A little further along, the main cause of congestion was the cars of the coffee addicts getting their fix at our local coffee shop, Coastal Roasters. They have an outside seating area where you can sip your morning joe and watch the boats on the Sakonnet River. I drove carefully past here. You never know when one of the worshipers of the bean, all juiced up with java, will jump out between the parked cars into the traffic.

The congestion eased just south of the old Stone Bridge. The Episcopalians were at worship too but they do not seem to be as numerous as the Catholics. Or perhaps they just have a larger off-the-road car park.

I turned right into Nannaquaket Road and parked by the bridge. Time for my own personal addiction, my worship at the shrine of the cardio. A gentle four mile run around the back of Nannaquaket Pond and further down Main Road to Seapowet Avenue. Getting my running fix.

I drove north again after my run. As I carefully negotiated my way through the two lines of parked cars outside Coastal Roasters an elderly couple started wandering across the road in front of me. They weren't looking my way. They didn't seem to hear me. I stopped to let them cross. The woman must have sensed my presence and turned her head and saw me just before she completed her crossing. But the old dude kept ambling along at a snail's pace completely oblivious to the fact that he was stopping all the traffic. I gave him a cheery wave as I (eventually) drove past him. Honest. All five fingers.

We Tivertonians are a diverse lot. We respect each other's different forms of Sunday morning worship. The bread and the wine. The roasted bean. Bashing the pavement. Though if that old dude had actually been imbibing in Coastal Roasters I don't think much of the stimulative effects of their coffee.

Saturday, August 14, 2010

Long Tack

Laser sailors sail the long tack first.

Well, the smart ones do anyway. It's conventional racing advice, something to do with maximizing your chance of gains and minimizing your chance of losses based on probability theory, non-Euclidean geometry, and the collected wisdom of Stuart Walker, Paul Elvstrom and some guy who I met in a bar in Sydney. I never quite understood the logic but I guess it makes sense to keep the pointy end aiming more or less where you want to go (the windward mark) instead of further away from it.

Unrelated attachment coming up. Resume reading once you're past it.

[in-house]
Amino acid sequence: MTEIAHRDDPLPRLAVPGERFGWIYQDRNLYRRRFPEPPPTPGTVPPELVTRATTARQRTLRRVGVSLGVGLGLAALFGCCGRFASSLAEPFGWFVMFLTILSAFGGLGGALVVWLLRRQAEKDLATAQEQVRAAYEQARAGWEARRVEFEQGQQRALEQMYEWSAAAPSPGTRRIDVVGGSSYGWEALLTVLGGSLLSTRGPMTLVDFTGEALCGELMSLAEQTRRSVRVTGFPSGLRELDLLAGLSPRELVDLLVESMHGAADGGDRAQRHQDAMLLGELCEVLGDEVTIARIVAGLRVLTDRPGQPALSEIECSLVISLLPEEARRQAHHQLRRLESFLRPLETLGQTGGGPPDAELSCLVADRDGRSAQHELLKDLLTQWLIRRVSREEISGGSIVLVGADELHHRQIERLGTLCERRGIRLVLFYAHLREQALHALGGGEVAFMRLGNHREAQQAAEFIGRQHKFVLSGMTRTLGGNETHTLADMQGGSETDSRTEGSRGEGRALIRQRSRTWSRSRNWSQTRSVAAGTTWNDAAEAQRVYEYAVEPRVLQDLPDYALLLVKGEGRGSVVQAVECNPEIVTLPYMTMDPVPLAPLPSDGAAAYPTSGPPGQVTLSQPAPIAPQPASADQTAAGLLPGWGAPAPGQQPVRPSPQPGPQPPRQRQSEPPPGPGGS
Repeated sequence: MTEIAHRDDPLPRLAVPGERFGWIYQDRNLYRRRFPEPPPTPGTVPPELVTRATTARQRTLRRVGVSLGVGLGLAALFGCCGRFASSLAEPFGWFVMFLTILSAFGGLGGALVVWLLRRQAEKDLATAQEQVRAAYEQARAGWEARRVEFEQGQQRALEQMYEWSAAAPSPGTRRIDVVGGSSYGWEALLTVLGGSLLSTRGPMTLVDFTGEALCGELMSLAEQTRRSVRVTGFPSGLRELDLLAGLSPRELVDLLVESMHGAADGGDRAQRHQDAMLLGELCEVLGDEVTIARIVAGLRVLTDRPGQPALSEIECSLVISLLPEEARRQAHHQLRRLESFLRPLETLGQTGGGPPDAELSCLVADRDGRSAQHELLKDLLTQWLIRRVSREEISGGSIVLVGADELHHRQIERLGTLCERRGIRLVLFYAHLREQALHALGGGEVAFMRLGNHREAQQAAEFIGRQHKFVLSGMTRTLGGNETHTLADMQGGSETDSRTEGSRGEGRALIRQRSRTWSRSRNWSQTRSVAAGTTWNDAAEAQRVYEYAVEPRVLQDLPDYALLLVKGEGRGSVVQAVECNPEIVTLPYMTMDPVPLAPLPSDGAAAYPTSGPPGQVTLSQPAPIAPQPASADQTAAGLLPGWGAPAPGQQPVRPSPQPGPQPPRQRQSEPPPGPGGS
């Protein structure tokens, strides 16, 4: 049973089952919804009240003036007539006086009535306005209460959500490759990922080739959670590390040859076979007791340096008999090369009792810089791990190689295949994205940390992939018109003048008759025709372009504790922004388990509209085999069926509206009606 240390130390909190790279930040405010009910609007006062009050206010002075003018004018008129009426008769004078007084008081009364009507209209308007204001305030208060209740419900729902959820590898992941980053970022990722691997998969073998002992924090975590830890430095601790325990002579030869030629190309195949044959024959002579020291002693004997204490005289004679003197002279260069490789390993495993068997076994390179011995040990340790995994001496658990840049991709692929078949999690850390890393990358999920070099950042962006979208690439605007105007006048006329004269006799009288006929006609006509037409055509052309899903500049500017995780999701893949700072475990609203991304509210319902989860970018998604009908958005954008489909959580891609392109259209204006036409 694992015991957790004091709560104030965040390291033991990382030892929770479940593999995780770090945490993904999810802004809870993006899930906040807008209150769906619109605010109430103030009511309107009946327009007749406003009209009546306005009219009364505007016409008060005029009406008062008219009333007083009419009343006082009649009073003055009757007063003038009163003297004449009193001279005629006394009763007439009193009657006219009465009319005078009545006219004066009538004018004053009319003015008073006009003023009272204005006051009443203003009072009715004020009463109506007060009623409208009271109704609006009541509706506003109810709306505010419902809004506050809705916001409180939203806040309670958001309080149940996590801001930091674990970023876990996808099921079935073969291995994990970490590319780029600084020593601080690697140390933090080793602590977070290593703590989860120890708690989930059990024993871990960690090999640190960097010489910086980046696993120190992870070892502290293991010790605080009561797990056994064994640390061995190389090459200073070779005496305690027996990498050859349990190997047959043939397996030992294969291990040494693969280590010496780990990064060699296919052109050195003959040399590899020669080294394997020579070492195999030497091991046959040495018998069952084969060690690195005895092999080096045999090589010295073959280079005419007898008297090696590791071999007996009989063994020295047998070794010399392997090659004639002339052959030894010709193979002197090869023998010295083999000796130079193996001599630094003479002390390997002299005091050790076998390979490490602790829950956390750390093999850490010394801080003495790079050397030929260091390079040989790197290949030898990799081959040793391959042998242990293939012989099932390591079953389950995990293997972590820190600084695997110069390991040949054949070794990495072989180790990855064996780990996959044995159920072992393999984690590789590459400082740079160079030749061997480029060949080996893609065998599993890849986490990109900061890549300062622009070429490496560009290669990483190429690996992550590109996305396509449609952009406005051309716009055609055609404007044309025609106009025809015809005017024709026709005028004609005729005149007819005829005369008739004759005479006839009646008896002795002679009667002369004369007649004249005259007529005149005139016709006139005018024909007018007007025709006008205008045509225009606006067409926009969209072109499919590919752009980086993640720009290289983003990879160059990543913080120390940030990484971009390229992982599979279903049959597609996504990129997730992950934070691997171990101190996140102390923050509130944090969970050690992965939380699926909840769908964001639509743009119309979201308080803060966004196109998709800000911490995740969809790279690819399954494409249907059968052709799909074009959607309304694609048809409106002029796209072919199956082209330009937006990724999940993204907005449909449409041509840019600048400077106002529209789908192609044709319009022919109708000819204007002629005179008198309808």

The first day of BBR last weekend was very frustrating. I blew the first race due to sheer incompetence. See Plan. You stupid boy!

Then we hung around for a few hours as the wind died and shifted around pretty much all points of the compass. I did drop hints to the race committee from time to time that instead of drifting around aimlessly in Buzzards bay we could be ashore boosting the bar revenues of Beverly Yacht Club, or that maybe they could order us some pizza... but they wisely ignored me.

Eventually a lightish breeze settled in just west of south and they got the Vanguard 15s started. Just before our start the breeze went left by about 40 degrees and I confidently expected the start to be postponed... but I was wrong. The starting signal sounded, the whole fleet flopped on to port tack (we could barely lay the line on starboard) and we were off.

Hmmm. Well this was pretty clearly one of those "long tack" situations so I stayed on port. I guess the wind did square up a bit to the original direction but it still seemed to me that I was pointing closer to the mark on port tack. Plus it looked like more pressure ahead on the right while the boats on the left seemed to be in even worse air than us. And so it was that about ten of us (out of a fleet of nearly fifty) kept going and going and going to Cornersville.

Not long after we tacked on to starboard a tad below the layline a huge righty shift came in and we could reach in to the mark. Woo hoo, top ten at the first mark at BBR. The guys coming in from the left on a huge header didn't look like they were shouting, "Woo hoo!"

The wind eventually went so far right that the "run" was now a close reach. There seemed to be a lot of confusion down at the leeward gate. The Radials hadn't started yet and some were drifting around near the gate. There were some horns sounding. I couldn't see what flag was flying. Had the RC abandoned the race? It would not be surprising if they had.

But no. We were still racing and the RC was signalling a change of course to a new windward mark, roughly in the same direction as it was for the morning race. Somehow on the "run" and on the final beat I dropped a few places but I still finished comfortably in the top twenty, with what would turn out to be my best finish of the regatta.

If I had been a PHRF sailor I would probably have gone to Sailing Anarchy and written some long abusive post about the supposed sins of the Race Committee. But, thank god, I am not one of those mean, angry dudes. I am a laid-back easy-going Laser sailor. I assumed that our Race Committee felt that completing two races on a day when the winds weren't very cooperative was better for the sailors that only doing one race and blowing off the second one in a vain search for perfection. Thank you Race Committee. Good call.

Laser sailors, "Sail the long tack first!"